To accompany Vladislav Delay and Eivind Aarset’s collaborative track, ‘Single 22’, audiovisual artist AGF used Hydra, an open source, browser based video synthesizer to create live coded generative visuals.
As Room40’s Lawrence English notes, it’s little wonder that Sasu Ripatti and Eivind Aarset found each other eventually. Both artists have challenged the precepts of their respective musical fields, Ripatti over the course of his genre-defining career as Vladislav Delay and Aarset with his relentless efforts wringing every tone, shade and mood of sound from the guitar, an approach that has lead to essential collaborations with innovators such as Jon Hassell and David Sylvian. Together, as Delay/Aarset, the artists probe further past the frontiers of improvisational sound, folding immense slabs of radioactive feedback and low end weight over transcendent electronics and void drones. Like echolocating alien monoliths in pitch-black depths, their compositions gain shape through the cumulative pressure and steady energy pulse of experimental sonic excursions, transmissions sent outwards to be enveloped back into an ever expanding texture, flickering in and out of focus. This is sound that defies description, music that has to be felt, a quality that belies the visceral practice of each of these artists. It makes sense, then, that Ripatti’s partner and frequent collaborator Antye Greie, the audiovisual artist AGF, would seek an equally elusive visual system to accompany ‘Single 22,’ a highlight from Delay and Aarset’s collaborative album for Room40, Singles.
“I took part in a workshop during the pandemic led by Olivia Jack demonstrating her Hydra project to us online and it was so fun,” explains AGF. “I adore the generous browser based concept, the accessibility and the math translation into colors and movement. I find the live coding community wonderful, a true community, not what is today used to market business. I thought I’d try my first piece based on a sketch. To me the value is accessibility, post aesthetics” Combining the results of a research practice which explores the aesthetics of distributed networks, feedback, collaboration and chaos, Hydra is an open source, browser-based platform for live coding visuals. Built with the express purpose of enabling real time, online peer-to-peer collaboration and inspired by analog modular synthesis, Hydra allows connected browsers, devices and people to output a video signal or stream and to receive and modify streams from other browser, devices and people. Multiple visual sources, including oscillators, cameras, application windows and other connected windows, can be transformed, modulated, and composited via combining sequences of functions. The code for these functions is displayed on screen, the open source nature of the code projected outwards from the browser window.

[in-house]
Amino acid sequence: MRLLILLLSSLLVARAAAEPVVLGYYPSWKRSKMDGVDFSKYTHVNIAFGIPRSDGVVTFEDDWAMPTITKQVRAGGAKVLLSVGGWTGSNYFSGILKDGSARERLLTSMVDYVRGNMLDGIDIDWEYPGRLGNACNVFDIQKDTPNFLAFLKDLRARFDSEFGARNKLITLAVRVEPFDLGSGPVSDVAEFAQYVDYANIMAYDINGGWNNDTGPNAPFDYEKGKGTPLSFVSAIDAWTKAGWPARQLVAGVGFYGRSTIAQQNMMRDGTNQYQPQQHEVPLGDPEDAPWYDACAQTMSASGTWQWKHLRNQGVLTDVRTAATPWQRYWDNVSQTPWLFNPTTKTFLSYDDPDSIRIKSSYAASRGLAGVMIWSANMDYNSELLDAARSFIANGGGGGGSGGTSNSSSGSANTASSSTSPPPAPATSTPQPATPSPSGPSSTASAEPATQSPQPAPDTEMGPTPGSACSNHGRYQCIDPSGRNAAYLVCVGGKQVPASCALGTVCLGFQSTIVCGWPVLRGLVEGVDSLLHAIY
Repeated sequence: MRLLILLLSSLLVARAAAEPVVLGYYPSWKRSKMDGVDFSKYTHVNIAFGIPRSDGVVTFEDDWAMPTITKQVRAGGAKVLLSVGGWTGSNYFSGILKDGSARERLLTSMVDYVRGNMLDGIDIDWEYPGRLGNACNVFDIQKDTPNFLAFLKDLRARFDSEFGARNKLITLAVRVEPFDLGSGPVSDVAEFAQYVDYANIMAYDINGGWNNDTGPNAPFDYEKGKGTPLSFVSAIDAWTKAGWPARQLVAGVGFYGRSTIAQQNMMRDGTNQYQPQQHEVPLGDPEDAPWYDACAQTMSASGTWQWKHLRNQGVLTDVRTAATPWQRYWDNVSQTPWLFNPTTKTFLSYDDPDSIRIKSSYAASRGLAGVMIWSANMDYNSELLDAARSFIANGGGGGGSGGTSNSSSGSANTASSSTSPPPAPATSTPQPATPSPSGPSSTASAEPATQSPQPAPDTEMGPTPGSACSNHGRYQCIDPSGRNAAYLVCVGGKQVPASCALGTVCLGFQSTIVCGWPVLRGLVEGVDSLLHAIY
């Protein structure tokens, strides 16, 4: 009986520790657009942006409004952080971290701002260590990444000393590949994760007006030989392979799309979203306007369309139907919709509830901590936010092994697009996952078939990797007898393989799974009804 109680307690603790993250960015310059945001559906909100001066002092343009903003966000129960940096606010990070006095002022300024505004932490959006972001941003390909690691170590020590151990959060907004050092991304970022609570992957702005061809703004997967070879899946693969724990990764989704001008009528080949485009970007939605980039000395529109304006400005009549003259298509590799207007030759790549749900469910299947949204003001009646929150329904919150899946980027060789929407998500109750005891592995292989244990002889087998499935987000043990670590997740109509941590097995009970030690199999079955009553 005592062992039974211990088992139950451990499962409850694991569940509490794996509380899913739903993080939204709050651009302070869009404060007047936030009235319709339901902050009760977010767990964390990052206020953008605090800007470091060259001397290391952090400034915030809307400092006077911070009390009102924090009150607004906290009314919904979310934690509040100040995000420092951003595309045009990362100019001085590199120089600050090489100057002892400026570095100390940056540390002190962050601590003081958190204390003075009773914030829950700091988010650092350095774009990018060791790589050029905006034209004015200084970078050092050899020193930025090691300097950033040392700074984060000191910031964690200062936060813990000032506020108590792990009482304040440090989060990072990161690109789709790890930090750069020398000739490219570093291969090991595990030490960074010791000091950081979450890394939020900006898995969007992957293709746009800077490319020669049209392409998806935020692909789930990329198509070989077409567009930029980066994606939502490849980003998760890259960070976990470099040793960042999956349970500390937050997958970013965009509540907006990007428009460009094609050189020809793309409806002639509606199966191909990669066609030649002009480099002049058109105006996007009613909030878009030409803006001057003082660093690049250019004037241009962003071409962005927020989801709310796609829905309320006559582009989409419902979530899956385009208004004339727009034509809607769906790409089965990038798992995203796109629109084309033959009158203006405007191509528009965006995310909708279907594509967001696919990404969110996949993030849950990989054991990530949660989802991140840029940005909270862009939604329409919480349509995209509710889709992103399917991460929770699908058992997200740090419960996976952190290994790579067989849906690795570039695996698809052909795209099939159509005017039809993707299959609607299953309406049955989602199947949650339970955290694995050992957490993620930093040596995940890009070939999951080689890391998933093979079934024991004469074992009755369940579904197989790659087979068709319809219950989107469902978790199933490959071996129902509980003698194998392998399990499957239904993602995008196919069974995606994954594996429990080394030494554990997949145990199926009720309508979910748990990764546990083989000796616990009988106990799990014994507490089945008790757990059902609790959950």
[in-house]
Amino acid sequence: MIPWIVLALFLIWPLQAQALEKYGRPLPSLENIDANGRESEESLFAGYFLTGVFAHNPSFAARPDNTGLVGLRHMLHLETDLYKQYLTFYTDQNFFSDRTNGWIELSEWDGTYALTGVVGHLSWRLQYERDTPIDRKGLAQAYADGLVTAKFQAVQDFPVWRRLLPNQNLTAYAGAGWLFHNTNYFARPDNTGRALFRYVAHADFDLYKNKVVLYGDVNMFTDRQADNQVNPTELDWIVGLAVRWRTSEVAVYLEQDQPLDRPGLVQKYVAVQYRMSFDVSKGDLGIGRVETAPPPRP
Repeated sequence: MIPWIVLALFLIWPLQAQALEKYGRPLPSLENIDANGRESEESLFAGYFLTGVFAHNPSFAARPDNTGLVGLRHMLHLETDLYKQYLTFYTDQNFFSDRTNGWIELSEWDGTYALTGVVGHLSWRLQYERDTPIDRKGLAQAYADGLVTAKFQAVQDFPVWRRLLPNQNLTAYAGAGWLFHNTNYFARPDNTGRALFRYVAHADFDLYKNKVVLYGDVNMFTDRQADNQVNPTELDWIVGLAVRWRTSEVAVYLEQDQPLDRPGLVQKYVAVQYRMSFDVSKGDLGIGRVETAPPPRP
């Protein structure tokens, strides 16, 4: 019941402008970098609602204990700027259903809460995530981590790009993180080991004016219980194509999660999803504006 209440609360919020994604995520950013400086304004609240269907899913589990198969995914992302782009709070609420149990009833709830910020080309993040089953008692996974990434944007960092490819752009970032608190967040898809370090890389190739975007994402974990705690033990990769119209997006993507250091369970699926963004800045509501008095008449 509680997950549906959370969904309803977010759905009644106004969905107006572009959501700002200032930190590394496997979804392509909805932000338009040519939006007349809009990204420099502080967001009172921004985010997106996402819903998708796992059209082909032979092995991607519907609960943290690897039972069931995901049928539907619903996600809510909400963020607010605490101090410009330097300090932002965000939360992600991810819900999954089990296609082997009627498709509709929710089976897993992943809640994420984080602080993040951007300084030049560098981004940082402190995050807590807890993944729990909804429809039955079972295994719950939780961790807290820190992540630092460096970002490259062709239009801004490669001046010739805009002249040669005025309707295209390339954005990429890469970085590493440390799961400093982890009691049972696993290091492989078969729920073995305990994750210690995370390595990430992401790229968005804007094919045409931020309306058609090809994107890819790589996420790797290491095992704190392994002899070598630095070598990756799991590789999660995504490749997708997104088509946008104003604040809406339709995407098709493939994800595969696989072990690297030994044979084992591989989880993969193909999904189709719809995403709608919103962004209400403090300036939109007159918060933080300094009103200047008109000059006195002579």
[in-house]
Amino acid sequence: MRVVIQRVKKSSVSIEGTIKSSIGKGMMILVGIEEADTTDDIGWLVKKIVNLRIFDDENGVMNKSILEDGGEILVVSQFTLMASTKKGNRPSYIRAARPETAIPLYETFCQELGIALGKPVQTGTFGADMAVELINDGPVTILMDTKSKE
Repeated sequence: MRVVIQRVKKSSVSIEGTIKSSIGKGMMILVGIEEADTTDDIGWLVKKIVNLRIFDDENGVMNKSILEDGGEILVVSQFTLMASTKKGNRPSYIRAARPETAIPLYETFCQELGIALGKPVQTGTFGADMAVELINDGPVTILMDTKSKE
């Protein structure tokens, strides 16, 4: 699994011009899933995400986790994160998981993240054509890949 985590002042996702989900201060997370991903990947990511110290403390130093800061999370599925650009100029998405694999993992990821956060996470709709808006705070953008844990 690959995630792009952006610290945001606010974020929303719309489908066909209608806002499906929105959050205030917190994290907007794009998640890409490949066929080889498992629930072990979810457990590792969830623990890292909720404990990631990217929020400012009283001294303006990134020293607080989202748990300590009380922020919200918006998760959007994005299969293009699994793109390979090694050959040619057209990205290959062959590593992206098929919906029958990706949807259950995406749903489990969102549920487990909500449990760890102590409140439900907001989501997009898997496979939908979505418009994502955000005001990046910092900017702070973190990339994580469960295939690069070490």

Developed out of the notion of using a modular synthesizer as a model of understanding the web, Hydra reconfigures the web page as a site for performance, recoding the browser window through which the page is presented as a distributed stage that can be shared by everyone using Hydra to connect into the performative network. “Rather than think about a webpage as a ‘page’, ‘site’, or ‘place’ that you can ‘go’ to, what if we think about it as a flow of information where you can configure connections in real time?” Jack asked in a 2019 interview in CDM. “I like the browser as a place to share creative ideas – anyone can load it without having to go to a gallery or install something.” By converting the browser page into one node of a generative feedback loop, Jack creates a non-hierarchical, distributed space of collaboration, in which every node influences and interprets every other. It’s this non-hierarchical model that Hydra cribs its name, a reference to the distributed nervous systems of hydra organisms. Just as AGF is drawn to the accesible, post aesthetic process of using Hydra, so too do Delay and Aarset’s respective sounds ebb and flow into each other throughout Singles, engulfed in a collaborative system of feedback. The dread noise of ‘Single 22’ is given shape through Olivia Jack’s code, jagged glaciers of glitch and shredded pixels guided in and out of existence by AGF, Delay and Aarset’s indefinable textures made manifest in intangible mathematic shape.